The Tree of Life
From the acclaimed director Terrence Malick comes The Tree of Life, an artistic and profound film about the meaning of life centering on a normal and rather insignificant family of the Midwest. The film forgoes traditional narrative in favor of a visual opus that even Stanley Kubrick would appreciate. The best thing you could do is go into the film expecting a cinematic experience; it rids itself of any conventional qualities.
The Tree of Life starts off by tells us that there are two different ways through life either nature or grace and we must choose which one to follow. Grace does not try to please itself and accepts being forgotten, disliked, insults and injuries. Nature only wants to please itself, like to have it’s own way and finds reasons to be unhappy. Clearly that symbolizes the differences between how the mother and father end up raising their children.
The film then briefly shows a glimpse of Mr. O’Brien (Brad Pitt) and Mrs. O’Brien (Jessica Chastain) who lost one of their children. We hear from the father, mother and brother how they regretted things they did or did not do while the son was alive. A quick introduction is given to the present day Jack O’Brien (Sean Penn) who is an adult but is remembering his deceased brother from childhood.
To say the film is visually stunning is a gross understatement and it does not take long for the film to show it. The film shifts not just back to the beginning of the story but the beginning of time. Beautiful shots depicting how the universe expanded and life as we would know it began.
Fast forward millions of years and Jack O’Brien is born. It slowly shows different stages of him growing up, mostly consisting of his upbringing in the house with his family. A short while later another son is born into the world and shows Jack curious of him. The children grow up together living normal lives under the somewhat strict guidance of their disciplinary father. In one immensely emotional scene, the father breaks down a bit and admits his regret of pushing his kids too hard.
One of the things I enjoyed most about the film is how Malick shows us the smallest of detail and we can instantly relate to it. Such as the way the sunlight is reflected onto a wall, the way your hand moves through the air when you put it out of a moving vehicle, or the way the wind blows through clothes hanging from the clothesline in the summer. The way he evokes emotion through visuals instead of words is amazing.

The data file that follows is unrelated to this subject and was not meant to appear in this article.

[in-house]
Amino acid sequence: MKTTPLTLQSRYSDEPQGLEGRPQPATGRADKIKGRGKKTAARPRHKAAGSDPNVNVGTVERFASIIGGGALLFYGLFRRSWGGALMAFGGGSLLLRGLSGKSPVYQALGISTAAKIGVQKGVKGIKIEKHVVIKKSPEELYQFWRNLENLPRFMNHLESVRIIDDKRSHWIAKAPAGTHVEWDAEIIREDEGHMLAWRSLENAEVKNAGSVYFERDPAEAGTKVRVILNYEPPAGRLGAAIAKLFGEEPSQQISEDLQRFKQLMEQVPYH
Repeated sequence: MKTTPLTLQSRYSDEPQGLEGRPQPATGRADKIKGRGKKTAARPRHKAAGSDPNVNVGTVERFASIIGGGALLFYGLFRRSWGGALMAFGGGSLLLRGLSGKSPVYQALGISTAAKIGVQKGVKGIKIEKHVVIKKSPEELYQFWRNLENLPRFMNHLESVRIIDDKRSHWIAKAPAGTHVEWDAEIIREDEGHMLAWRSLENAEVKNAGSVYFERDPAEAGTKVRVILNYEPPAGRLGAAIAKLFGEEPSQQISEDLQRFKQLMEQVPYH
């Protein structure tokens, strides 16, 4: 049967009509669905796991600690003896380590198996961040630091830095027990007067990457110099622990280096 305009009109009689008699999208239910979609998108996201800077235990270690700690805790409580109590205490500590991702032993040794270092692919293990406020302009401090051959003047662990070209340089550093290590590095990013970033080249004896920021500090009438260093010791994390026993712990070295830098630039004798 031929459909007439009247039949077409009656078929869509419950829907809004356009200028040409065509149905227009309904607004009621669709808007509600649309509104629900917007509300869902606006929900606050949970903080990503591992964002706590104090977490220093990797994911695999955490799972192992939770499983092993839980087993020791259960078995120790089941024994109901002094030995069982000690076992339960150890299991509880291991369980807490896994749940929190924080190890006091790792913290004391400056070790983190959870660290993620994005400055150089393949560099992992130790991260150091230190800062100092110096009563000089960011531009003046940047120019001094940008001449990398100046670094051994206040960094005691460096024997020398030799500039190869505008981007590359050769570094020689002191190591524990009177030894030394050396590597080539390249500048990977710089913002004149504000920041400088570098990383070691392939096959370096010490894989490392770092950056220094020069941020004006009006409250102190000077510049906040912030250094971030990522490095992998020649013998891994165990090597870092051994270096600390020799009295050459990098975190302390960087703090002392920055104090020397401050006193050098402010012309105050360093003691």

There is definitely more style over substance overall in the film which is why a lot of people have a problem with the film, it can be a bit of a challenge to watch. I would say it was more of an experience than it is a traditional film. People hated 2001 Space Odyssey when it came out because of the long absence of dialog during the opening 25 minutes. If you dig deep though the film does touch on some philosophical questions such as the age-old nature vs nurture debate.
The cinematography and use of the camera was done masterfully from the very beginning and carried throughout. It might be the most technical and beautiful American shot film since 2001 Space Odyssey. The film would certainly have my Oscar vote for cinematography but time will tell if it actually will or not. It did, however, win the Palme d’Or at Cannes Film Festival this year.
It is a rare that a film so poetically written and masterfully filmed comes along. Watching what Malick perceives what life and death looks like is stunning. The Tree of Life may be hard for most people to watch because of it’s non-linear narrative and art like visuals but that is really quite a shame because I think it would take multiple views in order to fully appreciate. Although, to fully understand the film may be difficult to do because of how subjective the film is, which is a subject that the film itself brings up.